The Royal Library was an unfortunate casualty of war between Cleopatra and her brother Ptolemy XIII, where Julius Caesar sided with Cleopatra, soon getting besieged by the Ptolemaic forces by land and sea in the great harbor. Caesar set fire to the enemy fleet, and it was by that drastic measure that he managed to gain the upper hand. The daughter library, protected by the Serapeum, subsisted up to the 4th century as long as paganism survived. However, when Christianity became the one and only religion acknowledged throughout the Empire, Emperor Theodosius I, in his zeal to wipe out all vestiges of paganism, issued a decree in 391 sanctioning the demolition of temples in Alexandria. Empowered by the imperial decree, Theophilus, Bishop of Alexandria, led an attack on the Serapeum.

I invite you to read the whole account by Dr. Mostafa el-Abbadi at For an interesting view of the Ancient Library’s history, check out this video.

As for Alexandria’s lustrous lighthouse, the Pharos of Alexandria, it was a technological triumph at the time of its construction about 280 bce; it came to be the archetype of all lighthouses since. Built by Sostratus of Cnidus, perhaps for Ptolemy I Soter, it was completed during the reign of Soter’s son Ptolemy II. The Lighthouse stood on the Island of Pharos in the harbor of Alexandria and is said to have been more than 110 m high; the only higher manmade structures at the time would have been the Pyramids of Giza.

There is a lot we do not know about the Lighthouse of Alexandria, but we do know what it looked like. As it was an icon of Alexandria, its image appeared in many places, including on ancient coins. According to ancient sources, the Lighthouse was built in three stages, all sloping slightly inward: the lowest was square and held government offices and stables; the next was an octagon and held a balcony where tourists could sit, enjoy the view, and be served refreshments; the top was cylindrical and held the fire that was continually lit to keep mariners safe. At the very top was a large statue of Poseidon, the Greek god of the Sea.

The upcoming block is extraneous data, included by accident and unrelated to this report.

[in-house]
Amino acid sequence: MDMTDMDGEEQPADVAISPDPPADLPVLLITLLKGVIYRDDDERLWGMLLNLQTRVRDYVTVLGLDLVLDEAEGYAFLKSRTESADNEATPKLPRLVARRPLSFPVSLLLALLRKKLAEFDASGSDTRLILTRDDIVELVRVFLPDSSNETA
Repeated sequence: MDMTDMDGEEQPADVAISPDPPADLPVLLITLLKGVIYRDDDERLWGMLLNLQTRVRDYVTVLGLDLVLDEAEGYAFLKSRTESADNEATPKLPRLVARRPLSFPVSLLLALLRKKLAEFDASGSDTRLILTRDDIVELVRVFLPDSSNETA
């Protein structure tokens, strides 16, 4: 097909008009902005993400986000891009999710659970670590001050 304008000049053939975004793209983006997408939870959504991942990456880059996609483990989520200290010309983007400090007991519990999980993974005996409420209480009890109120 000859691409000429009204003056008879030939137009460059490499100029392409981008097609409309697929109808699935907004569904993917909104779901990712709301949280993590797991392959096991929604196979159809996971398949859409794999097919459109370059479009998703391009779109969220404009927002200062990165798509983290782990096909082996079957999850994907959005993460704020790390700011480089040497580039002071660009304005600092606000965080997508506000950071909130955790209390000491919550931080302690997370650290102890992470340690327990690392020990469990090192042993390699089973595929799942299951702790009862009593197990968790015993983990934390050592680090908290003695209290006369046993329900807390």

It is unknown what exactly was used to make the fire at the top of the Lighthouse; wood was unlikely because it was scarce in the region. Whatever was used, the light was effective; mariners could easily see the light from distances away and could thus find their way safely to port. The Lighthouse of Alexandria stood for 1500 years, outliving the Greek and Roman Empires to be absorbed into the Arab Empire. Its importance eventually waned when Egypt’s capital was moved from Alexandria to Cairo. Having kept mariners safe for centuries, the Lighthouse of Alexandria was finally destroyed by an earthquake circa 1375 CE.


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SCIplanet is a bilingual edutainment science magazine published by the Bibliotheca Alexandrina Planetarium Science Center and developed by the Cultural Outreach Publications Unit ...